Tony Brady, our Chair Reflects on Paula Meehan’s Poetry Workshop:
Last Saturday thirty people participated in Paula Meehan’s Poetry Workshop which was hosted by Fermanagh Writers in Fermanagh House. By an amazing co-incidence, Paula began with a reference to a Russian poet that Carlo Gebler had opened his series of private classes with Fermanagh Writers last Autumn. The image was Mandelstam’s breathing onto a pane of glass in the train transferring him from one gulag to another and tracing words that remained on its surface after the mist of breath had evaporated. The poet was “disappeared” in transit to feed the myth that he was consumed by wolves. Words then as expressed in poetry, endure and are liberating.
Paula with Teresa Kane
Paula suggested that before words began to form language, sounds were the medium of communication, and taking as her theme Seamus Heaney’s – Hearth Word Hoard – encouraged participants to recall the primal sounds that shaped expression in pre-speech development. She reminded us of the pre-birth medium of water and evolution evidence of prehensile tails
Caimin O’Shea and Bob Baird
(primates) in humans, and arms as vestigial flippers (fishes).
Paula suggested we make a mental map of sounds over time spans. The pre-natal child is aware of sound: a pulsing in rhythm with its mother’s heart beat, a drumming “When memory fails imagination spurs the recall of birthplace sounds.” At my age, I could not remember my pre-birth or post-natal sounds, but recalled the sounds of when attending and assisting at the birthing of my 3 children: screams, moans, laughter, whispers, buzzing, exhortations, blips from machines, shouts, urging voices, distant ambulance sirens, deep breathing, hiss of gas, silences, new born babies’ cries.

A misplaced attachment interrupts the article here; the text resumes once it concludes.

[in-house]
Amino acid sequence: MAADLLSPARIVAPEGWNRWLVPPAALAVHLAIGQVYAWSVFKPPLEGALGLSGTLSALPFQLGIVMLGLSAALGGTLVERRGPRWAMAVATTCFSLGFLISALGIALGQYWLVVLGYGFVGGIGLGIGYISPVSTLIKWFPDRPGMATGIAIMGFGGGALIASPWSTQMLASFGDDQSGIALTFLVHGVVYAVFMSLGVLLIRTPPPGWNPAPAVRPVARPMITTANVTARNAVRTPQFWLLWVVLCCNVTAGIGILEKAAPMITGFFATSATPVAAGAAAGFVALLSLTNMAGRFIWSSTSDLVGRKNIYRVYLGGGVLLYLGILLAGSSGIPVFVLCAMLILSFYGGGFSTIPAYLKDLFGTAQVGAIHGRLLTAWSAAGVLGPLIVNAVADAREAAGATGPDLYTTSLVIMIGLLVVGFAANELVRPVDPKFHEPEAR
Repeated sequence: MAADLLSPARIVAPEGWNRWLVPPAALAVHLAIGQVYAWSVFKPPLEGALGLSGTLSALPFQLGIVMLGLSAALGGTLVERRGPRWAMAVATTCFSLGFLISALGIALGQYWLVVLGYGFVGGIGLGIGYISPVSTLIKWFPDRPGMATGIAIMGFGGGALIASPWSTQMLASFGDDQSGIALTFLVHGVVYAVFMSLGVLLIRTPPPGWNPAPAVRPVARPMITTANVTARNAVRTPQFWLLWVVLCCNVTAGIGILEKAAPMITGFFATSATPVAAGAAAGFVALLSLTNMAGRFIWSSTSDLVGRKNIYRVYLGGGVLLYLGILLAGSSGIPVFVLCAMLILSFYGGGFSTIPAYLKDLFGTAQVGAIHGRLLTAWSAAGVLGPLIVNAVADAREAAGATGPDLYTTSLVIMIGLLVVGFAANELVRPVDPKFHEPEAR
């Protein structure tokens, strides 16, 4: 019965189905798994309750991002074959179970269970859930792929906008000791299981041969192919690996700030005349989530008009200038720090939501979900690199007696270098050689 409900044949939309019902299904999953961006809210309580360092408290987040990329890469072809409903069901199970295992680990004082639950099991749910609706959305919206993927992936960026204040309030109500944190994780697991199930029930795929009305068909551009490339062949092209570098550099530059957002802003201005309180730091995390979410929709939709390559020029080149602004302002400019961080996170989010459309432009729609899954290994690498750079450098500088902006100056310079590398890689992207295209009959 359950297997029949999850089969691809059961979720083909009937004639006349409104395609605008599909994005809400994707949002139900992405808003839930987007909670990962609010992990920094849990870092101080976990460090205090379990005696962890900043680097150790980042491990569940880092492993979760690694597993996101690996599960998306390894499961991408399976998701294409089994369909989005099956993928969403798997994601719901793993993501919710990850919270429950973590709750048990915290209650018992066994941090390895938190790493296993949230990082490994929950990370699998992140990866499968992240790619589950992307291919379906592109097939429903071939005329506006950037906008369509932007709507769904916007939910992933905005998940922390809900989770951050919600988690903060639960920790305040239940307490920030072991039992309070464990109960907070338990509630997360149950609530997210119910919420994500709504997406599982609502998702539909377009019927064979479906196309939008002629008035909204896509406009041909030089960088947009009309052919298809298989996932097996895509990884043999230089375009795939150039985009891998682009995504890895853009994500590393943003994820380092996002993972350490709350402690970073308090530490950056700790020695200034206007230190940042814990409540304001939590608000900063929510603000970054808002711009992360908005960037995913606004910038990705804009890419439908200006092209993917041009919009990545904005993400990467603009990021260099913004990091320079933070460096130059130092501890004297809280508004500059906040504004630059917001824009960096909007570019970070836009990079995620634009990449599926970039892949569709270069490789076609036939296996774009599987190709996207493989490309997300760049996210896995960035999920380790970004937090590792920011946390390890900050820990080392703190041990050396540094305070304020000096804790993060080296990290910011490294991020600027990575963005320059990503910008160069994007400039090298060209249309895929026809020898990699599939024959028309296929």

Later life situations are loaded with their own unique language: jargon, religious rituals, music, hymns, distinct zones like churches evoking liturgy and prayers. Children learn without being taught by repetitive chanting of familiar passed down chants in playtime. Hearth sounds assist re-creation through poetry: light, flames, crackles, splitting, spitting, sharp sudden retorts of bursting coal, turf, wood. Unusual words cropped up: brattle, scroig, scrug. The word Quoof used by poet Paul Muldoon turns out to be a hot water bottle.
Regrettably, I had to leave early as caring duties called me away. I just had time to hear an extemporised poem by Ken Ramsey
Our treasurer, John James adds a few words:
Excellent summation of the workshop, Tony. Thank you for that. One or two points I would add. The amazing turnout for poetry on a rare sunny afternoon in Fermanagh, after a winter of torrential rain, gale-force wind and the persistent chill in the air that stole the very breath that elixir of life from our chests.
We also had a considerable force of nature in Paula Meehan. She proved herself a true daughter of Gaia, by weaving a spell over us in the soft yet strong, lilting voice, that took us back many years – for some, too many to mention, to our childhoods. Memories of joy, memories of pain, memories of happiness, memories of loss and sadness too. She opened doors that will never be shut again, no bad thing.
Our gratitude to Paula for a wonderful afternoon.
Paula with Trish Bennett